Published: November 6th, 2020
Welcome to Cyber Security Today. This is the Week In Review edition for Friday November 6th. I’m Howard Solomon, contributing reporter on cybersecurity for ITWorldCanada.com. To hear the podcast click on the arrow below:
With me this week to analyze the top news story is Terry Cutler, CEO of Cyology Labs, a Montreal-based cybersecurity consulting service. We’ll talk in a few minutes, but first a look back at the week’s headlines:
Smartphone users should be careful if they get a text message about an unexpected package delivery. A cybercriminal has recently been sending out messages primarily to Americans saying, “Your parcel has been sent out. Please check and accept it.” Click on the included link and you get hit with malware or a page where you are asked to fill in your phone’s password. Remember, think carefully before clicking on links in texts and emails from unknown senders.
The operator of the Maze ransomware web site says the gang is calling it quits. Maze pioneered the double-squeeze strategy of stealing data and threatening to publicly release it as well as encrypting data to blackmail victim organizations. But suddenly a press release on their site appeared in broken English saying the Maze Team Project is “officially closed.”
Meanwhile ransomware attacks continue. Among the latest victims are Montreal’s Jewish General Hospital. Saskatchewan Polytechnic, a college in Western Canada, is fighting a cyberattack that reportedly is ransomware. And toymaker Mattel revealed it was hit by ransomware in July.
Terry and I will talk about ransomware in a few minutes.
Organizations running the Asterisk VoIP phone systems are being warned their Sangoma PBX management system is at risk of being hacked. There is a vulnerability allowing a group in the Middle East to resell access to the phone system to the highest bidders. Often the access is then used for phone fraud. IT administrators should make sure Sangoma has the latest security patches. Phone system administrators should watch company call patterns.
Someone is selling stolen databases from 17 companies with 34 million customer records on a hacker forum. They include names, email addresses, some scrambled passwords and other information. Victim companies are in sectors like finance, online groceries and schools in the United States, the United Kingdom and other countries. It appears all of the databases were stolen this year.
Finally, Microsoft continues to urge IT administrators to install a security patch to Windows Server and all domain controllers. This fixes a big vulnerability in Active Directory’s Netlogon capability. In August Microsoft issued a patch to plug this hole, which could allow a hacker to steal the password to the domain controllers that verify users when they log in.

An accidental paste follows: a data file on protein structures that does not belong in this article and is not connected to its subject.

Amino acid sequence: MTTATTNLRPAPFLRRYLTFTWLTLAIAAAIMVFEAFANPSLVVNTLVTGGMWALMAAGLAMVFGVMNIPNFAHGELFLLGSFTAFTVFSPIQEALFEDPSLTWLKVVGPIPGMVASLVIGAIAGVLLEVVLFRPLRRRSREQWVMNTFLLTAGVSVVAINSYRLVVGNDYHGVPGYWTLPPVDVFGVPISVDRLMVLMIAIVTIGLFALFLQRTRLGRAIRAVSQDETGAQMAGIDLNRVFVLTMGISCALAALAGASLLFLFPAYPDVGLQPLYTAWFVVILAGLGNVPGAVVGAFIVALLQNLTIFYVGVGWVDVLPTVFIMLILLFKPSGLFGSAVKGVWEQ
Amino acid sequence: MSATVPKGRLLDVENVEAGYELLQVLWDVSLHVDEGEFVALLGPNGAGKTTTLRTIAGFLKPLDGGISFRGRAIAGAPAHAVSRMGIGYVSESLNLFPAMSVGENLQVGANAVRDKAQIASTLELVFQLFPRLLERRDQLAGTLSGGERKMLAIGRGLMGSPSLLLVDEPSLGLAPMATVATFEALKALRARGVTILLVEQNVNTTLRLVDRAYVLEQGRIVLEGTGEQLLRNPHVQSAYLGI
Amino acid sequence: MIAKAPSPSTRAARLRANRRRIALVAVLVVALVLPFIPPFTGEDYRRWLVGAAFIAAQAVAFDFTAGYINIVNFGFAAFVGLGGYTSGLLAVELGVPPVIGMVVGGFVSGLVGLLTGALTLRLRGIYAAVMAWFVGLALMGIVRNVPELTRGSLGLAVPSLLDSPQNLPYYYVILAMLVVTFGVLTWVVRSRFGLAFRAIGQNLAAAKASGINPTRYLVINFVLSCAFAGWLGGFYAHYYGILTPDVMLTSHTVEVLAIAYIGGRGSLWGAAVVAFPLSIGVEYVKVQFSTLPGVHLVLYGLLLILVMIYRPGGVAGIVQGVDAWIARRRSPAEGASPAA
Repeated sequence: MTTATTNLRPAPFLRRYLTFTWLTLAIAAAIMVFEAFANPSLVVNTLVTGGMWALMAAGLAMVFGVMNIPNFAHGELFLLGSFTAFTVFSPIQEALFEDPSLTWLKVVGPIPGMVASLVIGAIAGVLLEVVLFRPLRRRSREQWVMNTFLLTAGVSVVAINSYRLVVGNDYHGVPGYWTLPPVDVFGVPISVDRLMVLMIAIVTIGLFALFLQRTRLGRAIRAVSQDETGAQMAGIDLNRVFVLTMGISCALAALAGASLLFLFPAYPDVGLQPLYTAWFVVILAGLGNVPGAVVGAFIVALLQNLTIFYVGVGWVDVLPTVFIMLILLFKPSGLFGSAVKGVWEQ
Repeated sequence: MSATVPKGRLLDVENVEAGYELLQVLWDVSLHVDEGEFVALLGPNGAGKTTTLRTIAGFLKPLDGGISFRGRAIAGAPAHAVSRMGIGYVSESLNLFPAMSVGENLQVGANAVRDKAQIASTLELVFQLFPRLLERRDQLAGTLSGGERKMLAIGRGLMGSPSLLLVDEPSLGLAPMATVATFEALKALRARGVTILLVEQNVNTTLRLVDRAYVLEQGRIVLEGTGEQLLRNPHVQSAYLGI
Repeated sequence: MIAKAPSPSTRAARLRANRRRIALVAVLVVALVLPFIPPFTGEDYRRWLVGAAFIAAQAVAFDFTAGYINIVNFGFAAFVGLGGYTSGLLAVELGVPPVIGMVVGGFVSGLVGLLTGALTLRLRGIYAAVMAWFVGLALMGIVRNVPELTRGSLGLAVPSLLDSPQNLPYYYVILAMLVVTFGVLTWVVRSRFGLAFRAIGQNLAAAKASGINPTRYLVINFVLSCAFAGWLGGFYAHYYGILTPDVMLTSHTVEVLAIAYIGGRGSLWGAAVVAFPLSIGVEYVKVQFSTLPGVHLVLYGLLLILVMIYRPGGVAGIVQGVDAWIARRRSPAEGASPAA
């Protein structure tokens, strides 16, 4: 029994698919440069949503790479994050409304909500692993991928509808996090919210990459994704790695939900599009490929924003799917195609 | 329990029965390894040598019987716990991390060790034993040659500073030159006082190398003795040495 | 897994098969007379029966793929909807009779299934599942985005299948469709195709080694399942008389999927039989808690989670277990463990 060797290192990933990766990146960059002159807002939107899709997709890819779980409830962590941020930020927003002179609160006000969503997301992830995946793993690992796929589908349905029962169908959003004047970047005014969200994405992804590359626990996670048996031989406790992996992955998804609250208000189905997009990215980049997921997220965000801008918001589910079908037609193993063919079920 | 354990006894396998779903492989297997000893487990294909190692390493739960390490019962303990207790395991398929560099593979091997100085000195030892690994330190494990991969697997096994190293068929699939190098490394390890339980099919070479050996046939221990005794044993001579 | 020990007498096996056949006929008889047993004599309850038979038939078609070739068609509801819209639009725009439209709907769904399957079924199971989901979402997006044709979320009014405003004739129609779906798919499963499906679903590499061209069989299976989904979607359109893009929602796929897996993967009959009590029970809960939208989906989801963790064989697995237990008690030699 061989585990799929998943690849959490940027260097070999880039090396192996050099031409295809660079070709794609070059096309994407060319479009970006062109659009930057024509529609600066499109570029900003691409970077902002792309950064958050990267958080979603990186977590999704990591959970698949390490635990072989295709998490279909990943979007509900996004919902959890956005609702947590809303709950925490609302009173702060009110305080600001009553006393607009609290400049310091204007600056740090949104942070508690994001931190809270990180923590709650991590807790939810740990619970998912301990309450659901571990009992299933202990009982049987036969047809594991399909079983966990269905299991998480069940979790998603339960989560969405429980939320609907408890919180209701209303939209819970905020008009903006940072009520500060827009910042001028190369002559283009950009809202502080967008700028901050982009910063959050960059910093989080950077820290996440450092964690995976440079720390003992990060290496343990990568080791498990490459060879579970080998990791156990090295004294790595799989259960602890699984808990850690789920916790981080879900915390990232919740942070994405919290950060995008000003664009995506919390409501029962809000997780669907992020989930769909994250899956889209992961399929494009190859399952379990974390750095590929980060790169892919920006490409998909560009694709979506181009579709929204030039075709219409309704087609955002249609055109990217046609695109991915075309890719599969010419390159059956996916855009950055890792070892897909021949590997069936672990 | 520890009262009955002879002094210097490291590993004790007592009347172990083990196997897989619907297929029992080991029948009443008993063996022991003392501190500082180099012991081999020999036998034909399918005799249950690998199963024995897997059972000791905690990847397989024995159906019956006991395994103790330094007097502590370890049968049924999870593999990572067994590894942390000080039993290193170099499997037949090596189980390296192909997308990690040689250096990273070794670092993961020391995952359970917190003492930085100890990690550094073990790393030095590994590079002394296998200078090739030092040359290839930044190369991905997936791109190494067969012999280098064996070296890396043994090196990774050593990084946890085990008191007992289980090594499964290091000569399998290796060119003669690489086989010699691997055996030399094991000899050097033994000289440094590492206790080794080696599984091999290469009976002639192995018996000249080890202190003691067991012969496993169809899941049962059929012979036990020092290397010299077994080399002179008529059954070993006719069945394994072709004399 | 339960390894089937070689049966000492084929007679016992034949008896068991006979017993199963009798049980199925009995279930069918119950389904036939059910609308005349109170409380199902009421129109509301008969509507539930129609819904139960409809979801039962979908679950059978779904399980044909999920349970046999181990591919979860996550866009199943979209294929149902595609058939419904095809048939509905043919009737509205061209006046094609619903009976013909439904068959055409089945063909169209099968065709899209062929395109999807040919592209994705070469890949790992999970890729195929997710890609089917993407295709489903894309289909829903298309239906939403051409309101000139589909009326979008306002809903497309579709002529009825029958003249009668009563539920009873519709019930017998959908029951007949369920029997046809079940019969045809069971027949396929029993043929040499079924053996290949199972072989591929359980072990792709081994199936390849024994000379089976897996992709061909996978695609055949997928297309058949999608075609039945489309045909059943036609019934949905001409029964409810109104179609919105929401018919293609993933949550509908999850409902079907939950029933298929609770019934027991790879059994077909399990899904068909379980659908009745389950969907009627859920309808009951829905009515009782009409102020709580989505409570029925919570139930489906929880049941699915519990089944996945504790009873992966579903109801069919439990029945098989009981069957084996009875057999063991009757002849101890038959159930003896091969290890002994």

First I want to chat about the Maze ransomware group and their apparent announcement that they’re closing. This is a group that was one of the first, if not the first, to increase the pressure on victim companies to pay up after encrypting their data. Organizations for a time were able to get around paying for the decryption keys by resorting to backups. So crook thought ‘As long as we’re in a company’s system, let’s also steal data and threaten to embarrass them by releasing it unless they pay.’ So companies face a dilemma: Pay to stop the release of data, or pay to get decryption keys. Either way it’s been a deadly weapon for those ransomware groups that have adopted this strategy.
Then last weekend Maze says, ‘We going away for a while.’ Terry, what do you make of this?
“It’s been really busy actually, because of ransomware. A lot of it’s been Ryuk, but we actually came across two Maze ransomwares and, it’s basically where they get hit with ransomware, but they’ve already stolen your data before infecting you. And then, they [the attackers] have a backup plan. It’s a double extortion, basically. If you’re able to recover your data, well, then it could still turn around and say, okay, well pay us or we’re going to leak your data.”
The maze ransomware group made an apparent announcement that they’re closing. What do you make of this?
“In my personal opinion, I think that there’s too much heat on them individually because you know, these guys brought in billions of dollars for their for their network, right? And I think where the problem is going to happen is not going to be in the technology side. Yes, they can hide their tracks and such, but they’re going to make a lot of critical mistakes in the real world … It’s gonna be the carelessness, the parties, the yachts, the cars, the bling, and that’s where like the the revenue agencies are gonna look into this, maybe law enforcement piece it altogether, and that’s where they’re gonna get nabbed.”
Some of these ransomware groups in the past couple of months have said, ‘Hey, listen, we’re noble, we’re not going to attack hospitals. And then hospitals are getting attacked. Is Maze getting worried that’s bad publicity? And that’s one of the reasons why, uh, police are particularly targeting them.
“Well, I think what’s happening is they realize, you know, maybe they’re having a change of heart, we’ll say. A ‘Coming to Jesus’ moment …”
When it comes to the data theft side of a ransomware attack should victim companies trust the gangs that promise that the data they’ve copied is going to be erased if they pay you?
“It’s the hardest part, because again, you’re dealing with criminals. Nut what’s funny, though, is that when you’re communicating with these guys, they’re, they’re always talking about how they have a brand and reputation that may have to maintain, right? They want to have a positive image that if you pay us, we’re going to give you your keys and everything’s going to be fine. But again, you’re dealing with a cyber-criminal. So it’s a 50, 50 chance.”
To hear the full conversation, play the podcast.